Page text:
- You'll need a tubing cutter, that is, the sort of cutter you might use to cut electrical conduit. You can get it anywhere, a half-decent one will cost around $30.

- A cable and housing cutter, aka "side pulls", is a must. Two ways you can go on this: full bore, in which case it's $75 for a set of Felco cutters; or else $25 or $30 for very acceptable but not-Felco cutters.

- You'll need some spoke wrenches, the single wrenches with plastic dipped color coded circular handles are what you want. It's the black one you'll need most of the time, for high end bikes, but sometimes those automatic spoke tensioning machines that build the OEM wheels can play havoc with the nipples. In this case you might need to resort to the green (slightly wider aperture) wrench: $10 to $15 for the pair.

- Get yourself a good pedal wrench, something with a long handle, sturdy. You can't get buy spending less than $20.

- Park makes the best set of allen wrenches going, it's part number is PH1, you'll get the following, in metric sizes: 2, 2.5, 3, 4, 5, 6 & 8mm P-handle hex wrench set. It'll cost between $40 and $60 for the set. It's pictured.

- Notwithstanding that great allen set, you'll need a set of simple L-shaped allens. Get them anywhere.

You'll need lubricants and liquids, in particular:

- Grease
- Lubricating oil
- Degreaser
- Cutting oil

- Get a batch of universal brake cables, stainless, at least a set of 10, and these will be 1.6mm in outer diameter. They'll cost you $1.20 to $2 per cable.

- Shift cables are different, 1.1mm outer diameter, and $80 to $120 will buy you 100 stainless cables. Just get this big batch and you'll have cables for the rest of your life. Just know that if you're really tall and you have a long run of cable, you might find that you need a tandem cable for the rear derailleur. But, this is really rare.

- Brake housing: 5mm outer diameter, you'll get a box of 50 meters worth for $25 to $30.

- Shift housing comes in either 5mm outer diameter or 4mm. I recommend 5mm because of these long runs of shift cable triathletes use, and a 50 meter box will cost between $50 and $80.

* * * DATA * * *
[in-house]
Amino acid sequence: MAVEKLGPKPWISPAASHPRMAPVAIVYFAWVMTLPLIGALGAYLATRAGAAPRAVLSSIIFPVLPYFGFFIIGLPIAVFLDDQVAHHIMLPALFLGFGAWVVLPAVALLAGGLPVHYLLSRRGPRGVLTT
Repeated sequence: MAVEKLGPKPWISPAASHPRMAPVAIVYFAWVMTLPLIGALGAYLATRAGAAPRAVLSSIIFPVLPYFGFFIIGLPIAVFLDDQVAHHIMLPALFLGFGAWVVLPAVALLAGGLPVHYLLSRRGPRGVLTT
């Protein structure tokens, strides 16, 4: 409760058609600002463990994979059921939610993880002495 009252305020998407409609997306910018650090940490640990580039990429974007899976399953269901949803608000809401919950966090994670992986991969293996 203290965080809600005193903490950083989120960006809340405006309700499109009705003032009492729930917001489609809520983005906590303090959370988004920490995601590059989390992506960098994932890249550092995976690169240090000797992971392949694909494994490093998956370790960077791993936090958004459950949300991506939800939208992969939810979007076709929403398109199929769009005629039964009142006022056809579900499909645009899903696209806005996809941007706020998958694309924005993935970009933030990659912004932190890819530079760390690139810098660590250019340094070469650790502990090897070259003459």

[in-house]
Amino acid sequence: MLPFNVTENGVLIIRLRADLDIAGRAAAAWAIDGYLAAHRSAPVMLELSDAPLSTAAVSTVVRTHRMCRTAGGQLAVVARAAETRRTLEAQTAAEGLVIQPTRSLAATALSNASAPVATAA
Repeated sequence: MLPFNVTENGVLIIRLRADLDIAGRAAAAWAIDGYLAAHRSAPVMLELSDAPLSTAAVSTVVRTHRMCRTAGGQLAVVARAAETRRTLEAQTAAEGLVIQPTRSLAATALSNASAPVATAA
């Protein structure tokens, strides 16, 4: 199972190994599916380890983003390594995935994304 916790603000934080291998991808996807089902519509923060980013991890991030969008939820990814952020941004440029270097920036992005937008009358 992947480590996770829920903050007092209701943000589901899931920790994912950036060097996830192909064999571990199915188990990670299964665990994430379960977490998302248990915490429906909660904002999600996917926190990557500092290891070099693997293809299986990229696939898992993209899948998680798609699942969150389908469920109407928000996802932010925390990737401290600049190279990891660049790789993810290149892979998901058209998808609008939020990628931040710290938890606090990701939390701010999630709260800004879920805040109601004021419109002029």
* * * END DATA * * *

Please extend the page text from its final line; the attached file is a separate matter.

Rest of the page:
- Ferrules: a jar of 5mm crimpable ferrules, 200 count, the more expensive CNC variety, will cost you between $50 and $80. Get these better ferrules, because the cheaper ones give out easily. The more expensive is United Bicycle part number JW1153.

- Buy Jagwire's cable ends, and a jar of 500 for the thicker brake cables will cost you between $9 and $15.

- A jar of similar ferrules, same price, but the smaller size needed for shift cables.

Then you'll need the good Velox handlebar plugs, the rubber ones that wedge in, or at least the Kool Stop metal ones that won't easily fall out. Handlebar tape you'll need as well, good cork padded tape, and many rolls of black electrical tape.

What will all this cost? You should budget about $500 for everything above. You should be able to build a bike from the bottom up, excepting the tool used to seat the crown race onto the fork. For that, add between $50 and $100, depending on whether you also want the tool to get the crown race off again. I have also not included a wheel truing stand. These can cost between $50 and $250. In a pinch, with your bike in your shop stand, you can true the wheel using the brake calipers as gauges. Not perfect, but if you're not a wheel truer you won't need the truing stand.